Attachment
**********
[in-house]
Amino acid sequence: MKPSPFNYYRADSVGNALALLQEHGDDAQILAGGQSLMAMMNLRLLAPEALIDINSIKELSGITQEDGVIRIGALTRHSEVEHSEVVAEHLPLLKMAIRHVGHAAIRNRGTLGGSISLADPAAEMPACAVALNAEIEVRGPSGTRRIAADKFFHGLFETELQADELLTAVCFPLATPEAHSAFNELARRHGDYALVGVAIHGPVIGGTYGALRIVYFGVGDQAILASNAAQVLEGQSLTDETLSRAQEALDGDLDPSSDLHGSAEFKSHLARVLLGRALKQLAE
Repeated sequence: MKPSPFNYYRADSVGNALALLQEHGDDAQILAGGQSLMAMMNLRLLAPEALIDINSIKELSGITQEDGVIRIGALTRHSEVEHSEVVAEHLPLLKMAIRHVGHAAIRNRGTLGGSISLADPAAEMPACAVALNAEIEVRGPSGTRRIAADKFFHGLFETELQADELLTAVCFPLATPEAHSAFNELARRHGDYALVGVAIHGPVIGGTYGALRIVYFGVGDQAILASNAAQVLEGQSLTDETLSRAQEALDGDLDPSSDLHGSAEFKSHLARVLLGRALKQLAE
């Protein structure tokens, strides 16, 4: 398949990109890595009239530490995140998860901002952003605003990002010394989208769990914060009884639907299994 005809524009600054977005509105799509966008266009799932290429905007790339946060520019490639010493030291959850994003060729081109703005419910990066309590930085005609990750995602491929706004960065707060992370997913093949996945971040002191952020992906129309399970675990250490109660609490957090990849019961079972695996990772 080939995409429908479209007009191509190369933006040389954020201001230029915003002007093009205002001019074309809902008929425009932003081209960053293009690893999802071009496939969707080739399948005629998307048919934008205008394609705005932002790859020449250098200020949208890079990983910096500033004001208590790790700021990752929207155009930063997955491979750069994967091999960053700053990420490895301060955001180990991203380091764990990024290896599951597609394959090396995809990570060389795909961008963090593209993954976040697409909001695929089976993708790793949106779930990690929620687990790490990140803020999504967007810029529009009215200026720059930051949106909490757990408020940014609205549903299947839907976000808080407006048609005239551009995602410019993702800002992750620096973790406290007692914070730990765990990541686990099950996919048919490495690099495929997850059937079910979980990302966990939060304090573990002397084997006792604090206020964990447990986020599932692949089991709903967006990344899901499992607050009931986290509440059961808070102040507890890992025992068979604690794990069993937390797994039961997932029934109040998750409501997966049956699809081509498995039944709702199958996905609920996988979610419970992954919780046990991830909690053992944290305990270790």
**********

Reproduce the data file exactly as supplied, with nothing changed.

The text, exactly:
[in-house]
Amino acid sequence: MKPSPFNYYRADSVGNALALLQEHGDDAQILAGGQSLMAMMNLRLLAPEALIDINSIKELSGITQEDGVIRIGALTRHSEVEHSEVVAEHLPLLKMAIRHVGHAAIRNRGTLGGSISLADPAAEMPACAVALNAEIEVRGPSGTRRIAADKFFHGLFETELQADELLTAVCFPLATPEAHSAFNELARRHGDYALVGVAIHGPVIGGTYGALRIVYFGVGDQAILASNAAQVLEGQSLTDETLSRAQEALDGDLDPSSDLHGSAEFKSHLARVLLGRALKQLAE
Repeated sequence: MKPSPFNYYRADSVGNALALLQEHGDDAQILAGGQSLMAMMNLRLLAPEALIDINSIKELSGITQEDGVIRIGALTRHSEVEHSEVVAEHLPLLKMAIRHVGHAAIRNRGTLGGSISLADPAAEMPACAVALNAEIEVRGPSGTRRIAADKFFHGLFETELQADELLTAVCFPLATPEAHSAFNELARRHGDYALVGVAIHGPVIGGTYGALRIVYFGVGDQAILASNAAQVLEGQSLTDETLSRAQEALDGDLDPSSDLHGSAEFKSHLARVLLGRALKQLAE
């Protein structure tokens, strides 16, 4: 398949990109890595009239530490995140998860901002952003605003990002010394989208769990914060009884639907299994 005809524009600054977005509105799509966008266009799932290429905007790339946060520019490639010493030291959850994003060729081109703005419910990066309590930085005609990750995602491929706004960065707060992370997913093949996945971040002191952020992906129309399970675990250490109660609490957090990849019961079972695996990772 080939995409429908479209007009191509190369933006040389954020201001230029915003002007093009205002001019074309809902008929425009932003081209960053293009690893999802071009496939969707080739399948005629998307048919934008205008394609705005932002790859020449250098200020949208890079990983910096500033004001208590790790700021990752929207155009930063997955491979750069994967091999960053700053990420490895301060955001180990991203380091764990990024290896599951597609394959090396995809990570060389795909961008963090593209993954976040697409909001695929089976993708790793949106779930990690929620687990790490990140803020999504967007810029529009009215200026720059930051949106909490757990408020940014609205549903299947839907976000808080407006048609005239551009995602410019993702800002992750620096973790406290007692914070730990765990990541686990099950996919048919490495690099495929997850059937079910979980990302966990939060304090573990002397084997006792604090206020964990447990986020599932692949089991709903967006990344899901499992607050009931986290509440059961808070102040507890890992025992068979604690794990069993937390797994039961997932029934109040998750409501997966049956699809081509498995039944709702199958996905609920996988979610419970992954919780046990991830909690053992944290305990270790």